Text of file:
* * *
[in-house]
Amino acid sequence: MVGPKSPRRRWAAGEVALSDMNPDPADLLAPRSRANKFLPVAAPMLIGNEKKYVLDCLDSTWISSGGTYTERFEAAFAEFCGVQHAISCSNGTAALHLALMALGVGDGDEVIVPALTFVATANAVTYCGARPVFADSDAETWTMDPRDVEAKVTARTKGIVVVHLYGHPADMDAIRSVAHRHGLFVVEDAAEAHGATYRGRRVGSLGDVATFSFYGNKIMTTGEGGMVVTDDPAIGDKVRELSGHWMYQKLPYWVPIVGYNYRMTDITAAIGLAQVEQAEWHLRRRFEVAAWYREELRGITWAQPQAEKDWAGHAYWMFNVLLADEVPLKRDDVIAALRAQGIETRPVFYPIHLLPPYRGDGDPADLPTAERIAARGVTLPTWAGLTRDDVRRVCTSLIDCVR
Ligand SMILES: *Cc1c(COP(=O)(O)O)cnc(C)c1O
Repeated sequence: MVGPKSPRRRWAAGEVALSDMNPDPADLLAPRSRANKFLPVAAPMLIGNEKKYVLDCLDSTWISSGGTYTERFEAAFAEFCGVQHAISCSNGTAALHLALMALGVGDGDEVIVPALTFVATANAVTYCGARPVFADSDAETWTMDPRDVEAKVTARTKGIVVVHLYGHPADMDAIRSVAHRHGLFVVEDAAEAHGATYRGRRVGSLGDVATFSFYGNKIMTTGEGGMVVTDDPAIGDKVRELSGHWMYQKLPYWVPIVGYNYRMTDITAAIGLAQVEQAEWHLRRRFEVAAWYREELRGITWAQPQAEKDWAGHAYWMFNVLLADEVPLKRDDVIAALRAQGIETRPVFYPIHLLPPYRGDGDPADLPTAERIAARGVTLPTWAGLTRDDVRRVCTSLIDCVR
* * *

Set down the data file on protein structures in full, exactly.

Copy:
[in-house]
Amino acid sequence: MVGPKSPRRRWAAGEVALSDMNPDPADLLAPRSRANKFLPVAAPMLIGNEKKYVLDCLDSTWISSGGTYTERFEAAFAEFCGVQHAISCSNGTAALHLALMALGVGDGDEVIVPALTFVATANAVTYCGARPVFADSDAETWTMDPRDVEAKVTARTKGIVVVHLYGHPADMDAIRSVAHRHGLFVVEDAAEAHGATYRGRRVGSLGDVATFSFYGNKIMTTGEGGMVVTDDPAIGDKVRELSGHWMYQKLPYWVPIVGYNYRMTDITAAIGLAQVEQAEWHLRRRFEVAAWYREELRGITWAQPQAEKDWAGHAYWMFNVLLADEVPLKRDDVIAALRAQGIETRPVFYPIHLLPPYRGDGDPADLPTAERIAARGVTLPTWAGLTRDDVRRVCTSLIDCVR
Ligand SMILES: *Cc1c(COP(=O)(O)O)cnc(C)c1O
Repeated sequence: MVGPKSPRRRWAAGEVALSDMNPDPADLLAPRSRANKFLPVAAPMLIGNEKKYVLDCLDSTWISSGGTYTERFEAAFAEFCGVQHAISCSNGTAALHLALMALGVGDGDEVIVPALTFVATANAVTYCGARPVFADSDAETWTMDPRDVEAKVTARTKGIVVVHLYGHPADMDAIRSVAHRHGLFVVEDAAEAHGATYRGRRVGSLGDVATFSFYGNKIMTTGEGGMVVTDDPAIGDKVRELSGHWMYQKLPYWVPIVGYNYRMTDITAAIGLAQVEQAEWHLRRRFEVAAWYREELRGITWAQPQAEKDWAGHAYWMFNVLLADEVPLKRDDVIAALRAQGIETRPVFYPIHLLPPYRGDGDPADLPTAERIAARGVTLPTWAGLTRDDVRRVCTSLIDCVR